02 Mar

Our dismay at report on marketing practices of formula companies

The Breastfeeding Network was dismayed to read the recent report ‘Don’t Push It’ from Save the Children, highlighting the marketing practices of formula milk companies around the world. The report looks at mainly practices in developing countries such as the Philippines and Myanmar where formula is aggressively marketed at healthcare professionals and families, and the cost of providing formula for a baby can make up a huge proportion of a family’s income. It also looks at the danger of making up formula safely in countries with limited access to sufficient, safe and affordable water and adequate sanitation.

The problem of aggressive marketing tactics is global, and while the report shows that those in developing countries suffer most, this isn’t just an issue in those countries, but also right here in the UK. We know that the families least likely to breastfeed are those living in the most deprived communities, and that the cost of formula is excessively high. Healthy Start vouchers are available, but if families have to use them to buy formula milk, they then can’t be used to buy other, healthy foods that all the family can access. The lack of a breastfeeding culture in the most economically deprived areas of the UK means that children born in those areas are subject to some of the worst health inequalities.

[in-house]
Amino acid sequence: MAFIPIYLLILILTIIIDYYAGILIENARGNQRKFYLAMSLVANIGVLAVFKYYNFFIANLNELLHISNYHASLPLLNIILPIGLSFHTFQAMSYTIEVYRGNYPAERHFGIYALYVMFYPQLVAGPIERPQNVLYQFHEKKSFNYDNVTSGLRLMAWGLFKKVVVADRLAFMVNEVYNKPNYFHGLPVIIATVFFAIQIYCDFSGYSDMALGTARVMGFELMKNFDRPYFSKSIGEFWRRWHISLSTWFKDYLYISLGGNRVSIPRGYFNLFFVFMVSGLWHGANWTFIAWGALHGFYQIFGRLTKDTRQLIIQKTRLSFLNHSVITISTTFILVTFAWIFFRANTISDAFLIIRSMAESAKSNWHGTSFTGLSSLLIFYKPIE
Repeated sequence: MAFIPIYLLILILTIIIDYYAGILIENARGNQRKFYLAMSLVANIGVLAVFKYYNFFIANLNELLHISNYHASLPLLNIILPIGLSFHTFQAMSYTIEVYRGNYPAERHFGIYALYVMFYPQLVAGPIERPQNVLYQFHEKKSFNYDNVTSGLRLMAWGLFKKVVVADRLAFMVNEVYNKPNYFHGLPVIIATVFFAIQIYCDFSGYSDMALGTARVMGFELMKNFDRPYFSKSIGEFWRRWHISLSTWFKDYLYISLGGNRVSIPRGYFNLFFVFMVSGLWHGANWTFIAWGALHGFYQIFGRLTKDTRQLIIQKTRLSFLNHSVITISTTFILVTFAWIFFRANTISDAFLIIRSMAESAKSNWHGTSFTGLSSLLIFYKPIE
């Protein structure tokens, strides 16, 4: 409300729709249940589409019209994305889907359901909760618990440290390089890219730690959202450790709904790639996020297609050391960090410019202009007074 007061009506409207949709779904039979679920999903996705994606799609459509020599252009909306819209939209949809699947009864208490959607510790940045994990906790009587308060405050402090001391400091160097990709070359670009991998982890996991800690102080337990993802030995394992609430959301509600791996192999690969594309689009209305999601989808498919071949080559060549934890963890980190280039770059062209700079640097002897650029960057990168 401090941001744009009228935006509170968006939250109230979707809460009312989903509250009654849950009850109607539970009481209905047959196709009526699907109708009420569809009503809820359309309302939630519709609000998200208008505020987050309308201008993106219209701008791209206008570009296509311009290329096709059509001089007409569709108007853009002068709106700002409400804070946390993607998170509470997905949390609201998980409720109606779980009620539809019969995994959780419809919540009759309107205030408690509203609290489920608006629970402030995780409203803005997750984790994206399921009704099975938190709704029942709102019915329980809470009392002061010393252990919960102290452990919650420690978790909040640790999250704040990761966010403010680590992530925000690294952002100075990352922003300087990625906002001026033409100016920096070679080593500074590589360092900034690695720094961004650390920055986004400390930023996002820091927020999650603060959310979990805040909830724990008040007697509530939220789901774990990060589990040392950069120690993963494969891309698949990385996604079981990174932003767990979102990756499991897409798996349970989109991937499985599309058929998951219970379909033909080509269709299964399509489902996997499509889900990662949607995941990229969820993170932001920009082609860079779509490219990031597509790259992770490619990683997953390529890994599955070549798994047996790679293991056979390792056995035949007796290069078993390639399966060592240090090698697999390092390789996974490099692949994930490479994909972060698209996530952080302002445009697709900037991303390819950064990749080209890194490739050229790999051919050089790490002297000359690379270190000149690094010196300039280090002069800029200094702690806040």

Baby Milk Action produce a report ‘Look at what they’re doing in the UK’ which highlights some of the ways in which marketing and claims of infant feeding products here in the UK cause parents and healthcare professionals to be misled. Conflicting ‘advice’ from commercial sources can cause confusion and anxiety amongst new parents eager to make the best choices for their children.

The Breastfeeding Network works to support all families and aims to target that support particularly in areas that have the lowest breastfeeding rates, which often are also the most economically deprived areas. By providing independent, unbiased, evidence based information for families, they are able to make their own informed choices about how they feed their babies.

We support the recommendations in the Save the Children report but we also urge the Government to consider better regulation and enforcement of current laws in the UK, as well as providing funding for good quality support for all families to ensure optimal health for all mothers and their babies.

Independent, unbiased information on formula milk products is available on the NHS Choices website and from First Steps Nutrition.

For independent, evidence based breastfeeding support and information, call the National Breastfeeding Helpline on 0300 100 0212.

23 Feb

BFN Statement on the Scottish maternal and infant health survey

baby's feetThe Breastfeeding Network (BfN) welcomes the publication of the Scottish Maternal and Infant Nutrition Survey.  It offers a useful insight into maternal and infant nutritional health in Scotland and this research is desperately needed since the cancellation of the UK-wide Infant Feeding Survey in 2010.

The Scottish survey shows that most women do want to breastfeed their babies, and that most babies receive some breastmilk, but, it also shows that there are big drop off rates, particularly in the first eight weeks.